Whatever your selection is, have at it! Students truly appreciate the small details when it comes to decorating. If you choose a bumblebee design, for instance, perhaps your job board will be called “Worker Bees”. (This is my go-to theme for primary by the way. So adorable!)
Looking for some ready-made classroom decor? Check out the packs from Learning N Progress! Our graphic artist put together some of the cutest designs that are sure to bring smiles to your students’ faces.
#10 Bulletin Boards
Last but not least…your bulletin boards. Now, I know there is a huge debate in the education world around bulletin boards. Should they be completely finished by the time school starts? Should the kids help create them? Should they be decorative, aid with instruction, or showcase student work? There are SO many decisions!!!
To me, there are three purposes that bulletin boards serve: decorations, teaching tools, or evidence of student learning. The beauty of it is you could have different boards serve different purposes or have all of them serve the same purpose. The choice is yours! Let’s explore each purpose, so that you can make a game plan for your bulletin boards this year.
Bulletin Boards as Decorations
This is perhaps the most common purpose for bulletin boards. Social media is full of posts showcasing the most beautiful boards you have ever seen. I often find myself browsing other teacher’s posts to see what they have come up with…bulletin boards are fun!!! They can be used to welcome students back to school, to celebrate being together (especially after the last year we had), or to simply bring a pop of color to a classroom. Even though I think bulletin boards are a great way to decorate your classroom, I would encourage you to also explore some of the other ideas listed below. As for me, I usually like to have different boards serving different purposes in my classroom. There is no right or wrong way to set up your boards, but sometimes it is nice to have a bit of variety, either from board to board or year to year.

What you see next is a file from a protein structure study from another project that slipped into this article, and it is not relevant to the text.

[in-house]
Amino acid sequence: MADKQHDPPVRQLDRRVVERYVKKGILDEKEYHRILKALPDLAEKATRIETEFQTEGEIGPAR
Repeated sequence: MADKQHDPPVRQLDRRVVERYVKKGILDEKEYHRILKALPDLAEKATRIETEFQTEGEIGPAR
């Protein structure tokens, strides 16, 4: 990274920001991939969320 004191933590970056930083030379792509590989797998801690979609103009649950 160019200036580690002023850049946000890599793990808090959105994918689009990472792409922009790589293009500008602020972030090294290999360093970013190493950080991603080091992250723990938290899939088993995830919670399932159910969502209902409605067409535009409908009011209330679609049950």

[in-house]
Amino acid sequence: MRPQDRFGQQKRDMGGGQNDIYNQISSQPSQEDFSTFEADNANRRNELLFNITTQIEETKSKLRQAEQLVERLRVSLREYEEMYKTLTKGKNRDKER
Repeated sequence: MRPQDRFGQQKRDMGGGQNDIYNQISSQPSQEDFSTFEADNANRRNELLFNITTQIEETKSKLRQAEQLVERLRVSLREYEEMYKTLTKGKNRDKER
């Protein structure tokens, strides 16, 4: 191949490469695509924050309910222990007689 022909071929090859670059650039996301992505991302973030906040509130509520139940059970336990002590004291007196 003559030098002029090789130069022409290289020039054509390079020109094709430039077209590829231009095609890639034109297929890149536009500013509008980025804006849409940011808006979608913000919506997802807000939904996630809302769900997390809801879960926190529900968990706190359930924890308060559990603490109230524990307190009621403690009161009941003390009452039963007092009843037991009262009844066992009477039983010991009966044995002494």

Bulletin Boards as Teaching Tools
Bulletin boards, although decorative in nature and rightly so, can actually enhance student learning. Over the last several years, I have gravitated to use bulletin boards for more than just decorations. They make for excellent reference during lessons and can even be used for collaborative activities. Below is a list of ideas for how you can use your bulletin boards to help deliver instruction.
- Display anchor charts and vocabulary (both academic and subject-specific). These can act as reference points for your students. I often refer to them myself while teaching.
- If you use PBL projects in your classroom, consider dedicating a board to help track progress throughout the unit. For example, setup a KWL (Know, Wonder, Learn) chart. I have even put up laminated sheets and checklists for students to write on. Students would use it during PBL time to ask and answer each other’s questions.
- If you incorporate Genius Hour, this board is a MUST MUST MUST! Use it as a place where students can post possible research questions and/or get student feedback on their projects. This gets a lot of buy-in from students. They love the collaborative nature of this type of board. It is a living and breathing board that changes throughout the school year. You could even have a class job be to monitor this board if you wish.